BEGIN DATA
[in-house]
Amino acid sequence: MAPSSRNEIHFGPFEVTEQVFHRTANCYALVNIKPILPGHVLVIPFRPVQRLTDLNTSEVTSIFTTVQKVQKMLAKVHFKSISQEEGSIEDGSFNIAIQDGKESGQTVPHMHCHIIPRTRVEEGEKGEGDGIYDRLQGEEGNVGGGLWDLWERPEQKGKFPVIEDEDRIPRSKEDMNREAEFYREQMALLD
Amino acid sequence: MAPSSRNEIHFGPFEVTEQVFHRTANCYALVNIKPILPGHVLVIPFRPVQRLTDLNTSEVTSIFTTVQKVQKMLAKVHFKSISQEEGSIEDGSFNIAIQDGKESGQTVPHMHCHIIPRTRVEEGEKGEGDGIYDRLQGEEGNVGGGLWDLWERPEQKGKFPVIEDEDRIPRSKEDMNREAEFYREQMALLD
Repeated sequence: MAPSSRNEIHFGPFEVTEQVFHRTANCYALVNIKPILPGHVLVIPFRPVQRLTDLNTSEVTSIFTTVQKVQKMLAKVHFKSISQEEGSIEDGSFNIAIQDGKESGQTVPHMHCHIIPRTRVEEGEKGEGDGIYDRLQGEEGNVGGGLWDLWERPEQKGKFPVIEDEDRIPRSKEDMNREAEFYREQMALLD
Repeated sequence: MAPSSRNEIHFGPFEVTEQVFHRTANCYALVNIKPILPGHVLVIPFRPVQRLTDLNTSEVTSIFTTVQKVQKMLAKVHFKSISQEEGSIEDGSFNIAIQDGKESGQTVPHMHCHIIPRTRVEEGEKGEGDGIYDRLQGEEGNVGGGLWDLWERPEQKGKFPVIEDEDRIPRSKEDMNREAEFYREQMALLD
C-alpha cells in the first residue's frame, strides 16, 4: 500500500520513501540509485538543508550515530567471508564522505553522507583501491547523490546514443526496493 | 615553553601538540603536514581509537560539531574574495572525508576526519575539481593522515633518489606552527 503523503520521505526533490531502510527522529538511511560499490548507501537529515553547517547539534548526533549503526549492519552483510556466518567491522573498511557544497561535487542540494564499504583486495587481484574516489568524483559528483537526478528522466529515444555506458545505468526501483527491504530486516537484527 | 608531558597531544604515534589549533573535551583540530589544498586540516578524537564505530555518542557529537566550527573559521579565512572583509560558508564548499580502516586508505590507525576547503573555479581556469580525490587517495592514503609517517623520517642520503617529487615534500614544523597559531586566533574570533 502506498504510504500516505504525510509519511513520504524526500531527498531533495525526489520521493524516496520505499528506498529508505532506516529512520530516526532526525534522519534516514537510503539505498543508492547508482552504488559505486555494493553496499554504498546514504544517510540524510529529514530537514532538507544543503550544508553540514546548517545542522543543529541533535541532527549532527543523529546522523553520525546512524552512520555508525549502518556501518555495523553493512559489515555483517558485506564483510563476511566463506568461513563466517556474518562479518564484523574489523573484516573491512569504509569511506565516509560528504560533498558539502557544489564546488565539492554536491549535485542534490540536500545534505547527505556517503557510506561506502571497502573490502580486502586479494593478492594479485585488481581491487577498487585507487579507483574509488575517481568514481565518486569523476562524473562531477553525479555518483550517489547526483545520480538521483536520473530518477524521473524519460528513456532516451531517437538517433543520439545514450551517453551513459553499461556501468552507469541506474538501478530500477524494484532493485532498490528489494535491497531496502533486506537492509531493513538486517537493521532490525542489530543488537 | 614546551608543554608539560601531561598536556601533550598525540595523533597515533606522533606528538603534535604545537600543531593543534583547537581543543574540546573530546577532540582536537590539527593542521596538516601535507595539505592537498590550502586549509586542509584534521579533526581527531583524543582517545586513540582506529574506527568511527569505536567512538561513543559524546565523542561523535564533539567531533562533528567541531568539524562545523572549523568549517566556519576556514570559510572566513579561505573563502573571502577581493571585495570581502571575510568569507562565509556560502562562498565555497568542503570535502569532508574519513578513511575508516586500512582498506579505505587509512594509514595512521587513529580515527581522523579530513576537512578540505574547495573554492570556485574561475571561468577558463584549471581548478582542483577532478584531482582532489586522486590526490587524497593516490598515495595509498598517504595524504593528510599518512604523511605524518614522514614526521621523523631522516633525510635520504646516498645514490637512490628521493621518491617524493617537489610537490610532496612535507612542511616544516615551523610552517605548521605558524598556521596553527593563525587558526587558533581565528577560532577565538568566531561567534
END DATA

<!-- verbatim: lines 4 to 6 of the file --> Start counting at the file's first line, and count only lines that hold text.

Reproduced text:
Repeated sequence: MAPSSRNEIHFGPFEVTEQVFHRTANCYALVNIKPILPGHVLVIPFRPVQRLTDLNTSEVTSIFTTVQKVQKMLAKVHFKSISQEEGSIEDGSFNIAIQDGKESGQTVPHMHCHIIPRTRVEEGEKGEGDGIYDRLQGEEGNVGGGLWDLWERPEQKGKFPVIEDEDRIPRSKEDMNREAEFYREQMALLD
Repeated sequence: MAPSSRNEIHFGPFEVTEQVFHRTANCYALVNIKPILPGHVLVIPFRPVQRLTDLNTSEVTSIFTTVQKVQKMLAKVHFKSISQEEGSIEDGSFNIAIQDGKESGQTVPHMHCHIIPRTRVEEGEKGEGDGIYDRLQGEEGNVGGGLWDLWERPEQKGKFPVIEDEDRIPRSKEDMNREAEFYREQMALLD
C-alpha cells in the first residue's frame, strides 16, 4: 500500500520513501540509485538543508550515530567471508564522505553522507583501491547523490546514443526496493 | 615553553601538540603536514581509537560539531574574495572525508576526519575539481593522515633518489606552527 503523503520521505526533490531502510527522529538511511560499490548507501537529515553547517547539534548526533549503526549492519552483510556466518567491522573498511557544497561535487542540494564499504583486495587481484574516489568524483559528483537526478528522466529515444555506458545505468526501483527491504530486516537484527 | 608531558597531544604515534589549533573535551583540530589544498586540516578524537564505530555518542557529537566550527573559521579565512572583509560558508564548499580502516586508505590507525576547503573555479581556469580525490587517495592514503609517517623520517642520503617529487615534500614544523597559531586566533574570533 502506498504510504500516505504525510509519511513520504524526500531527498531533495525526489520521493524516496520505499528506498529508505532506516529512520530516526532526525534522519534516514537510503539505498543508492547508482552504488559505486555494493553496499554504498546514504544517510540524510529529514530537514532538507544543503550544508553540514546548517545542522543543529541533535541532527549532527543523529546522523553520525546512524552512520555508525549502518556501518555495523553493512559489515555483517558485506564483510563476511566463506568461513563466517556474518562479518564484523574489523573484516573491512569504509569511506565516509560528504560533498558539502557544489564546488565539492554536491549535485542534490540536500545534505547527505556517503557510506561506502571497502573490502580486502586479494593478492594479485585488481581491487577498487585507487579507483574509488575517481568514481565518486569523476562524473562531477553525479555518483550517489547526483545520480538521483536520473530518477524521473524519460528513456532516451531517437538517433543520439545514450551517453551513459553499461556501468552507469541506474538501478530500477524494484532493485532498490528489494535491497531496502533486506537492509531493513538486517537493521532490525542489530543488537 | 614546551608543554608539560601531561598536556601533550598525540595523533597515533606522533606528538603534535604545537600543531593543534583547537581543543574540546573530546577532540582536537590539527593542521596538516601535507595539505592537498590550502586549509586542509584534521579533526581527531583524543582517545586513540582506529574506527568511527569505536567512538561513543559524546565523542561523535564533539567531533562533528567541531568539524562545523572549523568549517566556519576556514570559510572566513579561505573563502573571502577581493571585495570581502571575510568569507562565509556560502562562498565555497568542503570535502569532508574519513578513511575508516586500512582498506579505505587509512594509514595512521587513529580515527581522523579530513576537512578540505574547495573554492570556485574561475571561468577558463584549471581548478582542483577532478584531482582532489586522486590526490587524497593516490598515495595509498598517504595524504593528510599518512604523511605524518614522514614526521621523523631522516633525510635520504646516498645514490637512490628521493621518491617524493617537489610537490610532496612535507612542511616544516615551523610552517605548521605558524598556521596553527593563525587558526587558533581565528577560532577565538568566531561567534